U.S renewables produce more electricity than coal during first two months of 2020—solar grows 32%

Renewables also outpace nuclear power in February and provide more than 21% of U.S electricity


KEY POINTS
  • Solar generated electricity expanded by 32.0% and provided almost 2.3% of the nation’s total.
  • The mix of all renewables provided 21.4% of total electricity in February.
  • Renewables also outpace nuclear power and provide more than 21% of U.S electricity.

Renewable energy sources (i.e., biomass, geothermal, hydropower, solar, wind) produced 10.6% more electricity than coal during the first two months of 2020 and also topped nuclear power in February, according to a SUN DAY Campaign analysis of recently-released data from the U.S. Energy Information Administration (EIA).

The latest issue of EIA’s “Electric Power Monthly” (with data through February 29, 2020) reveals that solar and wind both showed continued, strong growth, expanding faster than all other energy sources. During the first two months of this year, solar-generated electricity expanded by 32.0% (compared to the same period in 2019) and provided almost 2.3% of the nation’s total while wind grew by 19.8% and accounted for over 8.7% of total generation.

Thus, wind and solar together accounted for a bit more than 11.0% of total U.S. electrical production. Combined with hydropower, biomass, and geothermal, renewables provided 20.3% of total electrical output.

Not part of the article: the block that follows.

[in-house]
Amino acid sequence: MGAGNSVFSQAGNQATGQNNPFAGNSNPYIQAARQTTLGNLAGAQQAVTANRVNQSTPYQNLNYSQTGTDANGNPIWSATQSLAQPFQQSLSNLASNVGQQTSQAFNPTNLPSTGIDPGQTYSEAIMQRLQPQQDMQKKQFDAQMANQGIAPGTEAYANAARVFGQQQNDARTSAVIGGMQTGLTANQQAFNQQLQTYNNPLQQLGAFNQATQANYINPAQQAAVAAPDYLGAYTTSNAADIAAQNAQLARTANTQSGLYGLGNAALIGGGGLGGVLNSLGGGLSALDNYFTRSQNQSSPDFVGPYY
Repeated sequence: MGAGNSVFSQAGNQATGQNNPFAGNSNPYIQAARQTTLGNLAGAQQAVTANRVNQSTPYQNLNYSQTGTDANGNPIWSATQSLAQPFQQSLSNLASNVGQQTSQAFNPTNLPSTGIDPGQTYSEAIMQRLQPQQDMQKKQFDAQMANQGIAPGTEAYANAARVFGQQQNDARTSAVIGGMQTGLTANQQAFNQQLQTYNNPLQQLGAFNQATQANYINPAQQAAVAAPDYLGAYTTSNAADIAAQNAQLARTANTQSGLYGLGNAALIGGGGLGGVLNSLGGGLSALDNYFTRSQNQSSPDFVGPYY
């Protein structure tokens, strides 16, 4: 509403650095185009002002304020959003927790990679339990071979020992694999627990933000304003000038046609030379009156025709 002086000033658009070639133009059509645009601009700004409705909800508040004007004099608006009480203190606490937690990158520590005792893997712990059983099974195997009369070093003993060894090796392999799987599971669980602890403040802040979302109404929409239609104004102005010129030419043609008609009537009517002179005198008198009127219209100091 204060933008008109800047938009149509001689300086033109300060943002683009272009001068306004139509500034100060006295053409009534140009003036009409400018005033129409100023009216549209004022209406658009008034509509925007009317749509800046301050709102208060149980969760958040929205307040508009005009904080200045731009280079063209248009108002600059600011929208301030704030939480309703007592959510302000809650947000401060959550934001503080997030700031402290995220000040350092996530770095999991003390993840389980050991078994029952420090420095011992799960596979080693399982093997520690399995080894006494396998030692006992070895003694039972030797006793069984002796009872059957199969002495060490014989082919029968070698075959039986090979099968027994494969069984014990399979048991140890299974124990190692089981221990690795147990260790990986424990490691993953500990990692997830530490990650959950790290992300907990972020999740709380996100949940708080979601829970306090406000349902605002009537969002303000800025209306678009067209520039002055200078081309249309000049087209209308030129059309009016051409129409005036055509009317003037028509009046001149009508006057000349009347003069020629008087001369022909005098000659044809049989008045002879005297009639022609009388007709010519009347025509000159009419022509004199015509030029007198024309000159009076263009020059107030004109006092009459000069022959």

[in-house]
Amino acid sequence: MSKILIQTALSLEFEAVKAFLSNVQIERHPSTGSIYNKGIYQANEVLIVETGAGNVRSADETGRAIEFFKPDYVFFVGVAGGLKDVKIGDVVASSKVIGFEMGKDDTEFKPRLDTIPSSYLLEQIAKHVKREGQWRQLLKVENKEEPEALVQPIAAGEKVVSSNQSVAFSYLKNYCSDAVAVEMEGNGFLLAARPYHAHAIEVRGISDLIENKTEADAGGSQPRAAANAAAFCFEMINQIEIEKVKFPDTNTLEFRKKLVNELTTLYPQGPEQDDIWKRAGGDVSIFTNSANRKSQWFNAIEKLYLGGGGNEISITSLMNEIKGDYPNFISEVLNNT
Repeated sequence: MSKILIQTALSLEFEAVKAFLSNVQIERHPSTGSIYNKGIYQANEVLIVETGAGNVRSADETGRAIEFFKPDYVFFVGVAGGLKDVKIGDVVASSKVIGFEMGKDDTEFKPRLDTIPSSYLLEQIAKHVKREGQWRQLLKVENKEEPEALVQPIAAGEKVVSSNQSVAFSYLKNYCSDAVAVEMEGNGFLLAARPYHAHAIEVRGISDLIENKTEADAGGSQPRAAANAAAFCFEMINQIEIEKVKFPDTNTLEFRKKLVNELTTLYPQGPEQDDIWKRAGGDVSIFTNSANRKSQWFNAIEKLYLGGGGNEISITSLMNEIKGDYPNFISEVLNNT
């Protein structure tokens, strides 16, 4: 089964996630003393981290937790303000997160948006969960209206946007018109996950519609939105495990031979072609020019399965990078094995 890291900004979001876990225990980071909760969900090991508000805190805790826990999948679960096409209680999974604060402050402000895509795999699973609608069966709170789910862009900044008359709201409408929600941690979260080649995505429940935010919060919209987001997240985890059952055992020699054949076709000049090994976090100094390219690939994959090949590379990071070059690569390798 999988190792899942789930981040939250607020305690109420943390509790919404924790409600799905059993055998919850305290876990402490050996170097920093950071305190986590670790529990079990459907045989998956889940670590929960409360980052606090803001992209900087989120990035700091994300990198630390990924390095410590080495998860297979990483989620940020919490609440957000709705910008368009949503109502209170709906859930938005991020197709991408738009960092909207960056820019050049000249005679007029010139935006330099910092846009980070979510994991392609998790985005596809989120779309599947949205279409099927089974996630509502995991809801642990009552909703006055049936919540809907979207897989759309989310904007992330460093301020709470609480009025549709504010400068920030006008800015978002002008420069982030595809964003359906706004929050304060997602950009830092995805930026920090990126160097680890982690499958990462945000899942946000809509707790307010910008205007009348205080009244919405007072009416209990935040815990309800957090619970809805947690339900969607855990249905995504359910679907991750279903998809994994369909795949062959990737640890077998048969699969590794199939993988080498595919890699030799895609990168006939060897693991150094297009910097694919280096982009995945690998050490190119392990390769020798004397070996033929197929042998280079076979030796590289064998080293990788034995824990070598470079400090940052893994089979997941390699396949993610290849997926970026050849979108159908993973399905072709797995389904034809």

EIA’s data were even more dramatic for just the month of February when solar ballooned by 40.3% as wind expanded by 27.1%. Hydropower also experienced strong growth, increasing its output by 14.9% compared to a year earlier. The mix of all renewables provided 21.4% of the nation’s total electricity for the month. Moreover, renewables produced 21.9% more electricity than coal whose output was 30.0% lower than a year earlier. They also outperformed nuclear power by 3.6%.

“If present trends continue, electrical generation by the mix of renewable energy sources could permanently exceed that of either coal or nuclear power or both in 2020,” noted Ken Bossong, Executive Director of the SUN DAY Campaign, “And if not this year, then certainly that will happen in 2021.”

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NOTE: The figures cited above include EIA’s “estimated small-scale solar photovoltaic” (e.g., rooftop solar systems) which accounted for about 32% of total solar output.

The latest issue of EIA’s “Electric Power Monthly” was officially posted late on April 24, 2020.
For the data cited in this news update, see:

https://www.eia.gov/electricity/monthly/epm_table_grapher.php?t=epmt_es1a
https://www.eia.gov/electricity/monthly/epm_table_grapher.php?t=epmt_es1b

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